So this is officially my second year of taking the Goodreads.com personal reading challenge. The challenge is to set a goal to read a set number of books over the course of the year. This year my goal was 60 books, which was 25 more than 2012.
Up until 2012 I was an infrequent reader. Before then, I might get through one or possibly two books per year. But by setting personal goals, I’ve really come to enjoy reading much more than I ever thought I would. I’ve also broadened what I like to read.
I used to steer clear of fiction all together, preferring to use the time to read, to learn something too. This made me a very picky reader. During 2012, I had a difficult time finding books that I thought would hold my attention. But over the past year and a half, I’ve really come to enjoy fiction, especially those that reflect on the human condition, as you’ll see from my favorites of the year…
The Book Thief – Favorite Book of the Year
I really do not know where to begin with this book. Everything was perfect; the settings, the characters, the story, everything.
Set in Germany during the Hitler’s reign, it tells the story of a young, illiterate Russian girl, Liesel Meminger, who is fostered by a German family. The story is told, very uniquely, from the perspective of “death”, as if it were a being witnessing the life of the Liesel, from when her mother has to give her and her brother up, to her death.
She experiences and witnesses such wonder, heartache, and love throughout the entire book. While reading it, you root for the impossible and hope for a happy ending, but this is not the case. Yet, you cannot help but feel happy for Liesel.
This is the book, I couldn’t stop talking about all year, and couldn’t wait for the movie. While the movie was good, this is a reader!
Had I not read The Book Thief, this would have easily taken the top spot for me. I loved this book. It was the one I couldn’t put down.
In a world much like that which was painted by Cormac McCarthy in The Road (my favorite book from last year, BTW), it is set in a dystopian future where most of humanity has died off. It is the story of a man and his search for companionship, meaning, and love. The story takes place in the foothills and mountains of Colorado. The imagery that is described is of lands I know and love.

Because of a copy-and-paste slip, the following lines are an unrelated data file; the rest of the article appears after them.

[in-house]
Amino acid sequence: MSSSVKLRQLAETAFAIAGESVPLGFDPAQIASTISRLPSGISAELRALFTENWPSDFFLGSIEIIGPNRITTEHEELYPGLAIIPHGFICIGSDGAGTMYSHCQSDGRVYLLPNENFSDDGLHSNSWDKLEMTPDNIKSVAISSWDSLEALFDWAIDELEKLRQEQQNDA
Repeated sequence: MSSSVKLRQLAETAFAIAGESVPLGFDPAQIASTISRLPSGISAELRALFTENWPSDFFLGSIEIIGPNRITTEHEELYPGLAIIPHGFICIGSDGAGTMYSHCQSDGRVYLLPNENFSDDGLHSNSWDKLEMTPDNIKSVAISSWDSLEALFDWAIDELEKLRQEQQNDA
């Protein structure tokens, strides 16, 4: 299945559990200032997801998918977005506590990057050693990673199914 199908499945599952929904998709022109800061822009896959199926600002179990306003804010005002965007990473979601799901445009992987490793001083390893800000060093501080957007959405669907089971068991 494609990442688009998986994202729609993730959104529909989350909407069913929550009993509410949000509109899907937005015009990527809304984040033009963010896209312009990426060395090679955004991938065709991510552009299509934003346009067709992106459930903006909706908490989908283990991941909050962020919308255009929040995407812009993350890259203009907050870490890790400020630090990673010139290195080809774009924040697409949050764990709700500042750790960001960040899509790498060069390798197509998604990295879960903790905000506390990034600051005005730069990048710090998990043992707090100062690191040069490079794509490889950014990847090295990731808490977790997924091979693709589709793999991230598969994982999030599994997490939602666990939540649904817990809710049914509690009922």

Online reviews of this were just too good, I had to read it. The waiting list at the libraries were astronomically long, so this turned out to be the ONLY book that I actually purchased this year. And I’m glad I did.
You’ll learn that the world is not a wish granting factory and what true love is.
A review on Goodreads.com sums this book up best; “you want to hug everyone in it so tightly that they’ll have no doubt how much you love them”.
This is a middle school level book, but I earnestly recommend it to adults. It is a truly wonderful story.
Some of What I’ve Learned/Reaffirmed
- How really good Steak and Shake’s food is (Life Itself – Roger Ebert)
- I really need to close my social networking accounts (The Circle – Dave Eggers)
- Harley Motorcycles are overrated (Hell’s Angel – Ralph “Sonny” Barger)
- “Eminemlettes” is one of my new favorite words (Orange is the New Black – Piper Kerman)
- I do not have the Encyclopedia on my to-read list any longer (The Know-I-All – A.J. Jacobs)
- Space travel is way more complicated than you’d think (Packing for Mars – Mary Roach)
- The reality that addiction is not a choice, it is a disease (Beautiful Boy – David Sheff)
- Religions are the root of most of the world’s evils (Then They Came for Me – Maziar Bahari, Stolen Innocence – Elissa Wall, and God is not Great – Christopher Hitchens)
- We need to figure out how to make dogs live as long as us (The Dog Stars – Peter Heller, Merle’s Door – Ted Kerasote, and The Art of Racing in the Rain – Garth Stein)